Friedrich NietzscheWednesday, 29 January 2020
Nietzsche's Human, All Too Human (A book for free spirits) was published in 1878, following the breakdown in friendship with composer Richard Wagner. Nietzsche dedicated the original to Voltaire.
Not suitable as a party member. - Whoever thinks much is not suitable as a party member: he soon thinks himself right out of the party.
Human, all too Human, s.579
Not too deep. - People who comprehend a thing to its very depths rarely stay faithful to it forever. For they have brought its depths into the light of day: and in the depths there is always much that is unpleasant to see.
Human, all too Human, s.489
Love-matches. - Marriages contracted from love (so-called love-matches) have error for their father and need for their mother.
Human, all too Human, s.389
Friendship with women. - Women are quite able to make friends with a man; but to preserve such a friendship - that no doubt requires the assistance of a slight physical antipathy.
Human, all too Human, s.390
Masks. - There are women who, however you may search them, prove to have no content but are purely masks. The man who associates with such almost spectral, necessarily unsatisfied beings is to be commiserated with, yet it is precisely they who are able to arouse the desire of the man most strongly: he seeks for her soul - and goes on seeking.
Human, all too Human, s.405
The shortsighted are in love. - Sometimes it requires only a stronger pair of spectacles to cure the lover, and he who had the imagination to picture a face, a figure twenty years older would perhaps pass through life very undisturbed.
Human, all too Human, s.413
Forbidden generosity. - There is not enough love and goodness in the world for us to be permitted to give any of it away to imaginary things.
Human, all too Human, s.129
Unpleasant, even dangerous, qualities can be found in every nation and every individual: it is cruel to demand that the Jew be an exception. In him, these qualities may even be dangerous and revolting to an unusual degree; and perhaps the young stock-exchange Jew is altogether the most disgusting invention of mankind.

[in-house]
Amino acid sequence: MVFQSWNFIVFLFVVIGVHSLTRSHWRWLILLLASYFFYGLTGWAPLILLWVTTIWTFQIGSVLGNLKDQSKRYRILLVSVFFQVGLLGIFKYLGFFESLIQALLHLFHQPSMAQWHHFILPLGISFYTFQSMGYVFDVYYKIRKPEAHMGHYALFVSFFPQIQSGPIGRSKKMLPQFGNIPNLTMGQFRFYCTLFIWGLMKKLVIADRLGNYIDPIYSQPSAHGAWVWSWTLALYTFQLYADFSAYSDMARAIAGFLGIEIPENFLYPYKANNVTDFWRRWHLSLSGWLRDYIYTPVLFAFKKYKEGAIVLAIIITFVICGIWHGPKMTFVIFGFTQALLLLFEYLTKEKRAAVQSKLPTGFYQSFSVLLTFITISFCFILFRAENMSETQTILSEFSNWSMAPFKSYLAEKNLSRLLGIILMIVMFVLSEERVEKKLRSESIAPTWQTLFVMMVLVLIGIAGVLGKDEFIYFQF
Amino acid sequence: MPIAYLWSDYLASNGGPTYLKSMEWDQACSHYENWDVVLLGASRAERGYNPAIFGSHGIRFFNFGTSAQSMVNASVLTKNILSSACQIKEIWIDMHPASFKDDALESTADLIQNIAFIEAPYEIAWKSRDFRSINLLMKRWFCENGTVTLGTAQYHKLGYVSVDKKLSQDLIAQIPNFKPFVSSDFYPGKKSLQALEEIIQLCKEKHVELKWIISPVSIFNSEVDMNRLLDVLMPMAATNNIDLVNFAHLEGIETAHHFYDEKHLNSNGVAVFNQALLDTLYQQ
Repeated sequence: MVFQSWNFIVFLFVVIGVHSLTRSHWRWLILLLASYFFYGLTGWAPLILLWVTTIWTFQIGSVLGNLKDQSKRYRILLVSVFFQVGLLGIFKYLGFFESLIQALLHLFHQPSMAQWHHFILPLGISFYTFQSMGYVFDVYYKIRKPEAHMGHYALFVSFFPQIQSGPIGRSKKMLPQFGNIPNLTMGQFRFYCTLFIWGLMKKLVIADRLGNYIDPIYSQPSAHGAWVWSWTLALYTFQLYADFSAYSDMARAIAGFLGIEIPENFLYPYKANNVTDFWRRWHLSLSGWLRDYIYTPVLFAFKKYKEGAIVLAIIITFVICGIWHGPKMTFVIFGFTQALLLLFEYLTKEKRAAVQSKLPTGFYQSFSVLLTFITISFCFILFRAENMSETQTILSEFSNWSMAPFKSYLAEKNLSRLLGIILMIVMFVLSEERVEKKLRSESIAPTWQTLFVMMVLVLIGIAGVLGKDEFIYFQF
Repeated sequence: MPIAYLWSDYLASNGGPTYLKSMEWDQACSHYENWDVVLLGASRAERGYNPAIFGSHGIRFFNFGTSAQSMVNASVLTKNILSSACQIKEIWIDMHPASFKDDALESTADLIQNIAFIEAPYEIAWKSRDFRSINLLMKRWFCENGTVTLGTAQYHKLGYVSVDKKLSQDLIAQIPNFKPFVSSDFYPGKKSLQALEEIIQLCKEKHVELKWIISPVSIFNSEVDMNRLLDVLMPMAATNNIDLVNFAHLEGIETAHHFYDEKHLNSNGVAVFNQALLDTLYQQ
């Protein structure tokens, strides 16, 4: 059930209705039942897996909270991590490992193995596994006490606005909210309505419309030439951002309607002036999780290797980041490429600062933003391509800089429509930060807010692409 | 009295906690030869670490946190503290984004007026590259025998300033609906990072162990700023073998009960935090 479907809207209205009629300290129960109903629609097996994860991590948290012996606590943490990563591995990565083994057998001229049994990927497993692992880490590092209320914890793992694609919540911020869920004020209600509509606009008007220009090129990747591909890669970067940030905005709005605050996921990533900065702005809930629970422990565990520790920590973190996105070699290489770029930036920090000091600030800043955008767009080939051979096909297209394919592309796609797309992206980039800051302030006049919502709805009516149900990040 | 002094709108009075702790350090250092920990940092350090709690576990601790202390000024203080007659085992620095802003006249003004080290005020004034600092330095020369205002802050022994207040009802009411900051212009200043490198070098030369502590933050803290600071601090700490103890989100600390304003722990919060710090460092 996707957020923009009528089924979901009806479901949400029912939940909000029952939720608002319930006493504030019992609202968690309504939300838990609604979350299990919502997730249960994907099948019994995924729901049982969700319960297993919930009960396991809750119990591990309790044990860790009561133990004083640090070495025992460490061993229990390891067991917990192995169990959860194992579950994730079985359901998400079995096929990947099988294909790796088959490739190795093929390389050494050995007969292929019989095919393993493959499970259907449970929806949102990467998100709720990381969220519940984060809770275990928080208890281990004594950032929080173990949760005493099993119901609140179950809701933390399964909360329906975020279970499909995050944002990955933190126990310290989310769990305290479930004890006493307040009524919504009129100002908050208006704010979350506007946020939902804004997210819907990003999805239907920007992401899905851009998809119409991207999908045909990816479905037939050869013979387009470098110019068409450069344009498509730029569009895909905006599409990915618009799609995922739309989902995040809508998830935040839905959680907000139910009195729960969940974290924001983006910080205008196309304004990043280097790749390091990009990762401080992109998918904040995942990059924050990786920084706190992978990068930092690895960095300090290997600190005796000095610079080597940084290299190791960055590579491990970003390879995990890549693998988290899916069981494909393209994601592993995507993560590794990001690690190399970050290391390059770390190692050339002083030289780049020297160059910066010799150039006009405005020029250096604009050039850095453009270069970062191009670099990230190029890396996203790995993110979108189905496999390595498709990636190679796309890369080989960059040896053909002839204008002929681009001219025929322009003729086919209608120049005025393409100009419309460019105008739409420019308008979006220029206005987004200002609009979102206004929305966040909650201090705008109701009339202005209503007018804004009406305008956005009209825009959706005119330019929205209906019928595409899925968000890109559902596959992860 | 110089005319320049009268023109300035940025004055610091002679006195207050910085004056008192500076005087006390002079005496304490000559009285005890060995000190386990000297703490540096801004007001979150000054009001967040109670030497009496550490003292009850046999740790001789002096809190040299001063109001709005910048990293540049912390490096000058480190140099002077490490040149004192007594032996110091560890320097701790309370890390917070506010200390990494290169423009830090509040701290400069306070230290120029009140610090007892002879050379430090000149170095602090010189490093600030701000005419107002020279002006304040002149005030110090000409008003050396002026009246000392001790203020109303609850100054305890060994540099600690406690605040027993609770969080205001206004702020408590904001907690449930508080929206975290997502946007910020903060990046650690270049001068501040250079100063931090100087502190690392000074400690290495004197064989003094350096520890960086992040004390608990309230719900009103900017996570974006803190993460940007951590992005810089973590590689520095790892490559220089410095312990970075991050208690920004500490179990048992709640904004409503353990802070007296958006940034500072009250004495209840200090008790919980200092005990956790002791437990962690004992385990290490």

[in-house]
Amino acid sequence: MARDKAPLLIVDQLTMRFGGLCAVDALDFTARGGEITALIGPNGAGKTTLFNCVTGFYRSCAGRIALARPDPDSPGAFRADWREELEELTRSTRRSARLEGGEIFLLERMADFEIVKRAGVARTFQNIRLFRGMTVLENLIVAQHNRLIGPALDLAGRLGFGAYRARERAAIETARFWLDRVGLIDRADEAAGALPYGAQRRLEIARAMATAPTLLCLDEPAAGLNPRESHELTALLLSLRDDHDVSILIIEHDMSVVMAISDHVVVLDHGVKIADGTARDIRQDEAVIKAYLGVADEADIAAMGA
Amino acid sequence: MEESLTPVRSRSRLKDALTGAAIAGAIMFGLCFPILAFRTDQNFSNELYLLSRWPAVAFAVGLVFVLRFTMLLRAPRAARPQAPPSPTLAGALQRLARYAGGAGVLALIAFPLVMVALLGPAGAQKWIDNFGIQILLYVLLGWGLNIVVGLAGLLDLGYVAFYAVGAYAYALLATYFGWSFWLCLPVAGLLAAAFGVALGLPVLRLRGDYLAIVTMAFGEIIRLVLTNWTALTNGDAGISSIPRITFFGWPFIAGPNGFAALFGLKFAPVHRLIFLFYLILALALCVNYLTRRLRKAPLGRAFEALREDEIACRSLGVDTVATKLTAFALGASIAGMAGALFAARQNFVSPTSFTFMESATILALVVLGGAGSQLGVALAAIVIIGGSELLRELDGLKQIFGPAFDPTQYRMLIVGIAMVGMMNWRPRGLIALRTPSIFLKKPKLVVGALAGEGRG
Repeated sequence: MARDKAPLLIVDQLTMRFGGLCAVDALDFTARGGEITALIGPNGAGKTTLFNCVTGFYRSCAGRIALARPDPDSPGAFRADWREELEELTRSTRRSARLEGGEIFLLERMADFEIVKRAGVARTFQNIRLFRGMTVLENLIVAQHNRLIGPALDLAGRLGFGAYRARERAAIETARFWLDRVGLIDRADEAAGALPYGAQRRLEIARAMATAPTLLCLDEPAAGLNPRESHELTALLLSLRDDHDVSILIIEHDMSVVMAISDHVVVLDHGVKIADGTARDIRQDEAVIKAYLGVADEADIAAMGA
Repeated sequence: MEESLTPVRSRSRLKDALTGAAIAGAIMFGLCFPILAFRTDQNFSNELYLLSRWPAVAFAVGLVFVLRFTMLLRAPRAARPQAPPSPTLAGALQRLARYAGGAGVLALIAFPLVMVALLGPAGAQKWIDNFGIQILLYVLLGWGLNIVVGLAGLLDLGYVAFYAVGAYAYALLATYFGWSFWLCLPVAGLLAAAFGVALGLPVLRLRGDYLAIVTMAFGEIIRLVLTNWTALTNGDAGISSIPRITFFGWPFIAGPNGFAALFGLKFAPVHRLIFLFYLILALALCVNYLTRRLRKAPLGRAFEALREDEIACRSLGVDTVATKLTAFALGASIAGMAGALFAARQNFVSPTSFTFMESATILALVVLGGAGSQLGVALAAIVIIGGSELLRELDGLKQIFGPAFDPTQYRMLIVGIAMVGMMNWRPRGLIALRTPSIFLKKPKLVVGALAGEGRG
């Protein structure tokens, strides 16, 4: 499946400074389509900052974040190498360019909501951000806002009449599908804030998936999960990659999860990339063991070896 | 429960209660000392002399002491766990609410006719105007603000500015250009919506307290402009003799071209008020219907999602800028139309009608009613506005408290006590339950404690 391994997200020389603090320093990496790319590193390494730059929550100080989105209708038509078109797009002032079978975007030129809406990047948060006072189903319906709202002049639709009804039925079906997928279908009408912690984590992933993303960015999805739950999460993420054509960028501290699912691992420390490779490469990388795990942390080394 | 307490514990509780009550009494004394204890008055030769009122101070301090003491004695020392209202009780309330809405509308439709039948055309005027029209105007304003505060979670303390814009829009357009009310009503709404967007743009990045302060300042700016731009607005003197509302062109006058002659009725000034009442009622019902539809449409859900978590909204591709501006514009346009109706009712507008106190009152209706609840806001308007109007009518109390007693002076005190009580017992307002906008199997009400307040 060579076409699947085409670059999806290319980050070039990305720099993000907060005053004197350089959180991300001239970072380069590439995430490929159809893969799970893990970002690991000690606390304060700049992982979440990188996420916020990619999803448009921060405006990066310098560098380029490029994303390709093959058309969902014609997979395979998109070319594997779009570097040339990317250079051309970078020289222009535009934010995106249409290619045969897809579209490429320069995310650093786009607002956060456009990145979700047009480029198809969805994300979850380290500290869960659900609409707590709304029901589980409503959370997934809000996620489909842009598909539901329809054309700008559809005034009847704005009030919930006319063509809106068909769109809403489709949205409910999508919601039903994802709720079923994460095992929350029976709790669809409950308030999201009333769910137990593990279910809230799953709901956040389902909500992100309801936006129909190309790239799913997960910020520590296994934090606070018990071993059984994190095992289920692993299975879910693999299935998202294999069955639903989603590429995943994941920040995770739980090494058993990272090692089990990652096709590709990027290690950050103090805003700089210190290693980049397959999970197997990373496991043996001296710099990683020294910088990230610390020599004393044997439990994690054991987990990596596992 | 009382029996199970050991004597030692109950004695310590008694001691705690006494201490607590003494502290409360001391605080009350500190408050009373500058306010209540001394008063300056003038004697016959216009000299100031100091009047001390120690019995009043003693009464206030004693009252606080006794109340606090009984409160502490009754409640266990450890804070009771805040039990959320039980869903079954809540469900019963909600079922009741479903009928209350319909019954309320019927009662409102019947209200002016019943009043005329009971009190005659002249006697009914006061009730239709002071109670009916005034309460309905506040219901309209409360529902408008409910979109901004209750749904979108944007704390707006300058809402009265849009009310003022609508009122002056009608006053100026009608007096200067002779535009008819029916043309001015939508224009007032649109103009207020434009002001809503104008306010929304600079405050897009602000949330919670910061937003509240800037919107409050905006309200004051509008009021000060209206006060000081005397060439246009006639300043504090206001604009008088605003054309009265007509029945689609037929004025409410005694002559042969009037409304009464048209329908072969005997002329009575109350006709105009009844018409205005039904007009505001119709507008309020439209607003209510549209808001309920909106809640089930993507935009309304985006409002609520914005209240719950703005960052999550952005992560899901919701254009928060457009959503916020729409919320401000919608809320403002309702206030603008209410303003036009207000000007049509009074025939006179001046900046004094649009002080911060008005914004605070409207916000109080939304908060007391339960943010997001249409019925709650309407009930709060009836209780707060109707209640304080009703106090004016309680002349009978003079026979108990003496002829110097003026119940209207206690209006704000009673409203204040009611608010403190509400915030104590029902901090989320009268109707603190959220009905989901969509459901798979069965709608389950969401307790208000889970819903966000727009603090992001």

Human, All Too Human (1878). I.475
He who thinks a great deal is not suited to be a party man: he thinks his way through the party and out the other side too soon.
Human, All Too Human (1878). I.579
To escape boredom, man works either beyond what his usual needs require, or else he invents play, that is, work that is designed to quiet no need other than that for working in general.
Human, All Too Human (1878)
The advantage of a bad memory is that one can enjoy the same good things for the first time several times.
Human, All Too Human (1878). I.580
It is mere illusion and pretty sentiment to expect much from mankind if he forgets how to make war. And yet no means are known which call so much into action as a great war, that rough energy born of the camp, that deep impersonality born of hatred, that conscience born of murder and cold-bloodedness, that fervor born of effort of the annihilation of the enemy, that proud indifference to loss, to one's own existence, to that of one's fellows, to that earthquake-like soul-shaking that a people needs when it is losing its vitality.
Human, All Too Human (1878).
Against war one might say that it makes the victor stupid and the vanquished malicious. In its favor, that in producing these two effects it barbarizes, and so makes the combatants more natural. For culture it is a sleep or a wintertime, and man emerges from it stronger for good and for evil.
Human, All Too Human
In reality, hope is the worst of all evils, because it prolongs the torments of man.
One must have a good memory to be able to keep the promises one makes.
I.59, Human All Too Human
Friedrich Nietzsche Quote of the DayWednesday, 29 January 2020
How is freedom measured, in individuals as in nations? By the resistance which must be overcome, by the effort it costs to remain on top. The highest type of free men should be sought where the highest resistance is constantly overcome: five steps from tyranny, close to the threshold of the danger of servitude. This is true psychologically if by "tyrants" are meant inexorable and dreadful instincts that provoke the maximum of authority and discipline against themselves - most beautiful type: Julius Caesar - ; this is true politically too; one need only go through history. The nations which were worth something, became worth something, never became so under liberal institutions: it was great danger that made something of them that merits respect. Danger alone acquaints us with our own resources, our virtues, our armor and weapons, our spirit - and forces us to be strong...Twilight of the Idols (1888)